He credits the Singapore Open as having played a part in toughening him up for his Masters win because he opted to start his 2017 campaign in the stifling humidity of Southeast Asia to prepare himself for the bigger tournaments ahead.

Although he finished tied for 11th in Singapore, Garcia won the Dubai Desert Classic the next week and was in peak form when he won the Masters two months later.

Kitayama only secured his place in the $1 million event on Monday by finishing at the top of the qualifying competition, but he made a strong start with birdies on three of his first five holes. The 25-year-old Thai was 6 under through 13 holes but spoiled his otherwise flawless round with a bogey on his last.

''I started with a birdie and I just let it roll from there. I had some good tee shots, which I think, is the biggest thing for this course,'' Kitayama said. ''I'm a little tired, but I'm hanging in there. Whenever I have time off, I'll try not to think too much about golf.''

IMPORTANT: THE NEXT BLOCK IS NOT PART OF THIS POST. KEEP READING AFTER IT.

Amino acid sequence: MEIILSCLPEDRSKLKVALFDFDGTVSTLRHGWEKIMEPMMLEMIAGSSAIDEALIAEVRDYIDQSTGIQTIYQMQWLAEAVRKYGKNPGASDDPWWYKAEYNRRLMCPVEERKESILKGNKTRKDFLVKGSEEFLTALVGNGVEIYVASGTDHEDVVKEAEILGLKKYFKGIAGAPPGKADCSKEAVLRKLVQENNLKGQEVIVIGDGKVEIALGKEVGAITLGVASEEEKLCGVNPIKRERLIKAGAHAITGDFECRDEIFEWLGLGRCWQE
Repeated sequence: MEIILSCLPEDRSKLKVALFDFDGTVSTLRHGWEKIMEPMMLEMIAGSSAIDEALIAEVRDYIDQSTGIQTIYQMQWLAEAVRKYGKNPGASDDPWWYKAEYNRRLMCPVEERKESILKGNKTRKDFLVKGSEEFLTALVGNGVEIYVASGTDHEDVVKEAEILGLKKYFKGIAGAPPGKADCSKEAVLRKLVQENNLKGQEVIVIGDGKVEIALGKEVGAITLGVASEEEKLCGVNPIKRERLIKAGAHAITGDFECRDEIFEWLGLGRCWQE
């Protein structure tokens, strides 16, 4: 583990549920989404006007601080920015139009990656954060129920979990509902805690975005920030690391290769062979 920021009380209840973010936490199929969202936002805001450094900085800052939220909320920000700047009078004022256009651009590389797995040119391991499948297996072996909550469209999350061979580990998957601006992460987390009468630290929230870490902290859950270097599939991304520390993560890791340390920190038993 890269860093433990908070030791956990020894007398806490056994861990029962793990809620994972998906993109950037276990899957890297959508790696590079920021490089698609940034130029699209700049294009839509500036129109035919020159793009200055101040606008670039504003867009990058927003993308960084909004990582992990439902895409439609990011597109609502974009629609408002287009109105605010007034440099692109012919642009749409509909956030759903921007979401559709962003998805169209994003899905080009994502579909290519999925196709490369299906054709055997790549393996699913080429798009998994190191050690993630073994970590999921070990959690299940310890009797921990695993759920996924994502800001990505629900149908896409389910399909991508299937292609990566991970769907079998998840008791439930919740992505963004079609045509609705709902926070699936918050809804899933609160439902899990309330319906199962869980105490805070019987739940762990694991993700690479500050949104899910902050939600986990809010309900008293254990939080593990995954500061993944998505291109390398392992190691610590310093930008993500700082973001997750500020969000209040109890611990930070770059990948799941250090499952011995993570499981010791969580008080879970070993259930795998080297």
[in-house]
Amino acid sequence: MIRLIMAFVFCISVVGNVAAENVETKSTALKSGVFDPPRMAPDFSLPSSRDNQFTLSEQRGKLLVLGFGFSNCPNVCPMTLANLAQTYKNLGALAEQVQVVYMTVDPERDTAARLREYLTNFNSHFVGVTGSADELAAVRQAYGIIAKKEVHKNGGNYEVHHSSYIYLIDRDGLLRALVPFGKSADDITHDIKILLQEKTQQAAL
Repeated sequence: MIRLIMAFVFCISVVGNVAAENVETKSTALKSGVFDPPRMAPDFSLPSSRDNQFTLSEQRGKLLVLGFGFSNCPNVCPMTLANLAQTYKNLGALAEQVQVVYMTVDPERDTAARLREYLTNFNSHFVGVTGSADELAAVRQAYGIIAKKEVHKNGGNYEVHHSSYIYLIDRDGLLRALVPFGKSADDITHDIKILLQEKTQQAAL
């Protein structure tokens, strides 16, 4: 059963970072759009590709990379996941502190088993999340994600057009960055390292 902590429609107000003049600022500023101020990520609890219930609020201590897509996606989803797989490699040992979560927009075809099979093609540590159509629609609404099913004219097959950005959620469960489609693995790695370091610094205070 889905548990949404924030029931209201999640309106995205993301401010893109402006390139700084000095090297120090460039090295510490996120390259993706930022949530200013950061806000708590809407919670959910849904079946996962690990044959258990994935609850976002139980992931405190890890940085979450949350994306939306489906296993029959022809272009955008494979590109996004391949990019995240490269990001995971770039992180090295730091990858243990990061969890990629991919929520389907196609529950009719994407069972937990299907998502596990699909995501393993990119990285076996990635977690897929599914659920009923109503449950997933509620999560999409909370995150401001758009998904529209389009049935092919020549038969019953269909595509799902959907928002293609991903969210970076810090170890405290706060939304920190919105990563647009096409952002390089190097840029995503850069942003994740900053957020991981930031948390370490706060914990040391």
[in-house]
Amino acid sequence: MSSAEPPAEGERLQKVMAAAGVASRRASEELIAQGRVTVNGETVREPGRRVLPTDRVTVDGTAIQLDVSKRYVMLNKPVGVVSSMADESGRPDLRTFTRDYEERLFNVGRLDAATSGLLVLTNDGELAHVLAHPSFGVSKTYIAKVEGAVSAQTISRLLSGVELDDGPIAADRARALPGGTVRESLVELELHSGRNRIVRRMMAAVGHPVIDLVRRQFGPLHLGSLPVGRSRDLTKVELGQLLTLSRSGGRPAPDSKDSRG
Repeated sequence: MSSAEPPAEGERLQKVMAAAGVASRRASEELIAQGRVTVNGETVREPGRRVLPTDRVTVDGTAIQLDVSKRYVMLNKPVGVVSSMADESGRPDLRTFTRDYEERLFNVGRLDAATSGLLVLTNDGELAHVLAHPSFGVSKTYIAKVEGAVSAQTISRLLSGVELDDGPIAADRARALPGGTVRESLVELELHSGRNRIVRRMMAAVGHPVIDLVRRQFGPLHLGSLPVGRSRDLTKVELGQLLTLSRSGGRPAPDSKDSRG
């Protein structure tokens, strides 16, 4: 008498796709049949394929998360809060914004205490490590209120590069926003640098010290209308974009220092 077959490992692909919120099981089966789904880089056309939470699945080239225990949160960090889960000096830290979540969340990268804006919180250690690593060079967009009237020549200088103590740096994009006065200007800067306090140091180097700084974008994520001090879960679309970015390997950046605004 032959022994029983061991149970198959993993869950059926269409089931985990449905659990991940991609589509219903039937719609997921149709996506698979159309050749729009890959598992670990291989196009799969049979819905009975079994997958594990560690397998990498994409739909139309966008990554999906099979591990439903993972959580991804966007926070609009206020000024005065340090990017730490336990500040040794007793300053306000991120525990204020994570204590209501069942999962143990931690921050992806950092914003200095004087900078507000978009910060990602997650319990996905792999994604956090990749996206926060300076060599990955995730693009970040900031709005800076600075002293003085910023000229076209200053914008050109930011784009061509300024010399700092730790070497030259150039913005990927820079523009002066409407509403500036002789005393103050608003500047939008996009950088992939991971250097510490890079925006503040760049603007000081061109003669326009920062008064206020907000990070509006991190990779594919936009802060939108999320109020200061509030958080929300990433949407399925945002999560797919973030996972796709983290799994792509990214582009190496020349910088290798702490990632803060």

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13-year-old beats DJ in closest-to-the-pin contest

By Ryan LavnerJanuary 18, 2018, 12:26 pm

Dustin Johnson didn’t just get beat by Tommy Fleetwood and Rory McIlroy on Day 1 of the Abu Dhabi HSBC Championship.

Even a 13-year-old got the best of the world No. 1.

Oscar Murphy teed off on the 177-yard 15th hole as part of the tournament’s Beat the Pro challenge during the opening round. The Northern Irishman, one of the HSBC’s Future Falcons, carved a 3-wood toward a back-right pin, about 25 feet away, closer than both Johnson and Fleetwood.

“An unbelievable shot,” Fleetwood said afterward, “and me and Rory both said, ‘We don’t have that in our locker.’”